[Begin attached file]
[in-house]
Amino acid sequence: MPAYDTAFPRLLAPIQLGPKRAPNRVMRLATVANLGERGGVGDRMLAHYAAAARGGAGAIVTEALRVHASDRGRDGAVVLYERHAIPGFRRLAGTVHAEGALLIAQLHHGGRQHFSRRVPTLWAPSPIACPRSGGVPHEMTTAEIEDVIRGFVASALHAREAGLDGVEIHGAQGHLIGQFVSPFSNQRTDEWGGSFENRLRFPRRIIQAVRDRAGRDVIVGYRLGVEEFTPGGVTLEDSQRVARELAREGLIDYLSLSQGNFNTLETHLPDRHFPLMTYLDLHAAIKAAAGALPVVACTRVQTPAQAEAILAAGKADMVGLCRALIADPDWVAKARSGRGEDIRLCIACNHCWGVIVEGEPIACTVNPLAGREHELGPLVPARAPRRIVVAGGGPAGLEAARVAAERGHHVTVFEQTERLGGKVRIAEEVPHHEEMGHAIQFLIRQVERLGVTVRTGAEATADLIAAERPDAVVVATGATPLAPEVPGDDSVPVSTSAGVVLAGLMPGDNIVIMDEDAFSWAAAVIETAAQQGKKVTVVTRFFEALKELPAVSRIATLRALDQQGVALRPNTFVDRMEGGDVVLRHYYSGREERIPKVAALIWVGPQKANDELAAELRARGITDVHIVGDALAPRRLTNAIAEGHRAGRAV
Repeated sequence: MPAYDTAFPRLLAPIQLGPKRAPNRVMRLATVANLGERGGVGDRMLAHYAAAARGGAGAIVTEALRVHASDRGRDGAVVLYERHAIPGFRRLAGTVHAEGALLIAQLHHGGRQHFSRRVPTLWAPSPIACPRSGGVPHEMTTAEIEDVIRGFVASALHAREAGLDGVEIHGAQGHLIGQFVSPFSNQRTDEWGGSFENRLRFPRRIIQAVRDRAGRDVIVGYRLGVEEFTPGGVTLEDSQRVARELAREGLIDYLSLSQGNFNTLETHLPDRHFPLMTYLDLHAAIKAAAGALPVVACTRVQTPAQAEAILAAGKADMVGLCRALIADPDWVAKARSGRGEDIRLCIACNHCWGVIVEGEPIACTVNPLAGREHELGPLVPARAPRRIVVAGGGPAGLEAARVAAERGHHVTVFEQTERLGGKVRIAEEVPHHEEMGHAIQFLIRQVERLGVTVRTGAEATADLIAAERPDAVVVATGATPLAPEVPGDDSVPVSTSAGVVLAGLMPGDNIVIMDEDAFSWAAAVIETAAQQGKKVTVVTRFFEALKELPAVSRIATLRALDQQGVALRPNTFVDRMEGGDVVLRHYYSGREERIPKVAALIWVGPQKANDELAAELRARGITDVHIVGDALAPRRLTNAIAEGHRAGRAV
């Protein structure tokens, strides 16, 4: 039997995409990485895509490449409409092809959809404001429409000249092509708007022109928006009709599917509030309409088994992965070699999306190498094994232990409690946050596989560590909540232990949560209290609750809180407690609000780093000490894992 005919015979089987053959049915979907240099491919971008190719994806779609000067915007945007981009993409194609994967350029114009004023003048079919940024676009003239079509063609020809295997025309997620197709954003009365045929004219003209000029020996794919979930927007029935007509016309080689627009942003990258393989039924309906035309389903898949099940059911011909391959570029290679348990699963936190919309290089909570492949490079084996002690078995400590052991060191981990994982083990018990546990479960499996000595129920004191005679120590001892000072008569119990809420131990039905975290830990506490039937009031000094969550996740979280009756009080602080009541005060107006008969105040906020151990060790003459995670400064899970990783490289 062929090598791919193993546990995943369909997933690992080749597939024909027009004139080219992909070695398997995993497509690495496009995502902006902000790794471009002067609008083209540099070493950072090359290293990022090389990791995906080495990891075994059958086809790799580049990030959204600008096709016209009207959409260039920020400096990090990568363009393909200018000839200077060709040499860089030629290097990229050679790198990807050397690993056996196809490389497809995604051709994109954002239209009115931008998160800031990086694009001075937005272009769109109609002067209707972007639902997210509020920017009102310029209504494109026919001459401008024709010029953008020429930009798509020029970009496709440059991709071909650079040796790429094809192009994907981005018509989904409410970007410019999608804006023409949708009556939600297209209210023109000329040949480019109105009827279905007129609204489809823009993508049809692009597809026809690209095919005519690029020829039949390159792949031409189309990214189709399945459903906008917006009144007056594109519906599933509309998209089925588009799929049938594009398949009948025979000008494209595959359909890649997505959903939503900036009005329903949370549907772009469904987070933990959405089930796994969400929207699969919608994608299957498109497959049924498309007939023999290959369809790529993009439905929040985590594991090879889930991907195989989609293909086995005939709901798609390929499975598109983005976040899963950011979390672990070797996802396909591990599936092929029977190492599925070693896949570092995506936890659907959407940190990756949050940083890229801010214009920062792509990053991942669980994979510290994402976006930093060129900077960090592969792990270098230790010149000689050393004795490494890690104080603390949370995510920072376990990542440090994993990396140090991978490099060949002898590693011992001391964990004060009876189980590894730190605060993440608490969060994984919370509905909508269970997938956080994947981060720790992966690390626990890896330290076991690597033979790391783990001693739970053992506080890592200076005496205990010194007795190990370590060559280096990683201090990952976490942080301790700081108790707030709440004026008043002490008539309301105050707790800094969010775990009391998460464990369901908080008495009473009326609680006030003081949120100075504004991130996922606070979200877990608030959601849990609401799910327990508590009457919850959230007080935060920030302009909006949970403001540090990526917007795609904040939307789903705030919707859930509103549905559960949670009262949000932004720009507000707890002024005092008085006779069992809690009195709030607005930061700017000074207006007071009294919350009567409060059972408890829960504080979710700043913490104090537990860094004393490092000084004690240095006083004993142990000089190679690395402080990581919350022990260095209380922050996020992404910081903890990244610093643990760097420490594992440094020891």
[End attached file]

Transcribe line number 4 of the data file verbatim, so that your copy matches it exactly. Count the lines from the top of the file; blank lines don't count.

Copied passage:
């Protein structure tokens, strides 16, 4: 039997995409990485895509490449409409092809959809404001429409000249092509708007022109928006009709599917509030309409088994992965070699999306190498094994232990409690946050596989560590909540232990949560209290609750809180407690609000780093000490894992 005919015979089987053959049915979907240099491919971008190719994806779609000067915007945007981009993409194609994967350029114009004023003048079919940024676009003239079509063609020809295997025309997620197709954003009365045929004219003209000029020996794919979930927007029935007509016309080689627009942003990258393989039924309906035309389903898949099940059911011909391959570029290679348990699963936190919309290089909570492949490079084996002690078995400590052991060191981990994982083990018990546990479960499996000595129920004191005679120590001892000072008569119990809420131990039905975290830990506490039937009031000094969550996740979280009756009080602080009541005060107006008969105040906020151990060790003459995670400064899970990783490289 062929090598791919193993546990995943369909997933690992080749597939024909027009004139080219992909070695398997995993497509690495496009995502902006902000790794471009002067609008083209540099070493950072090359290293990022090389990791995906080495990891075994059958086809790799580049990030959204600008096709016209009207959409260039920020400096990090990568363009393909200018000839200077060709040499860089030629290097990229050679790198990807050397690993056996196809490389497809995604051709994109954002239209009115931008998160800031990086694009001075937005272009769109109609002067209707972007639902997210509020920017009102310029209504494109026919001459401008024709010029953008020429930009798509020029970009496709440059991709071909650079040796790429094809192009994907981005018509989904409410970007410019999608804006023409949708009556939600297209209210023109000329040949480019109105009827279905007129609204489809823009993508049809692009597809026809690209095919005519690029020829039949390159792949031409189309990214189709399945459903906008917006009144007056594109519906599933509309998209089925588009799929049938594009398949009948025979000008494209595959359909890649997505959903939503900036009005329903949370549907772009469904987070933990959405089930796994969400929207699969919608994608299957498109497959049924498309007939023999290959369809790529993009439905929040985590594991090879889930991907195989989609293909086995005939709901798609390929499975598109983005976040899963950011979390672990070797996802396909591990599936092929029977190492599925070693896949570092995506936890659907959407940190990756949050940083890229801010214009920062792509990053991942669980994979510290994402976006930093060129900077960090592969792990270098230790010149000689050393004795490494890690104080603390949370995510920072376990990542440090994993990396140090991978490099060949002898590693011992001391964990004060009876189980590894730190605060993440608490969060994984919370509905909508269970997938956080994947981060720790992966690390626990890896330290076991690597033979790391783990001693739970053992506080890592200076005496205990010194007795190990370590060559280096990683201090990952976490942080301790700081108790707030709440004026008043002490008539309301105050707790800094969010775990009391998460464990369901908080008495009473009326609680006030003081949120100075504004991130996922606070979200877990608030959601849990609401799910327990508590009457919850959230007080935060920030302009909006949970403001540090990526917007795609904040939307789903705030919707859930509103549905559960949670009262949000932004720009507000707890002024005092008085006779069992809690009195709030607005930061700017000074207006007071009294919350009567409060059972408890829960504080979710700043913490104090537990860094004393490092000084004690240095006083004993142990000089190679690395402080990581919350022990260095209380922050996020992404910081903890990244610093643990760097420490594992440094020891």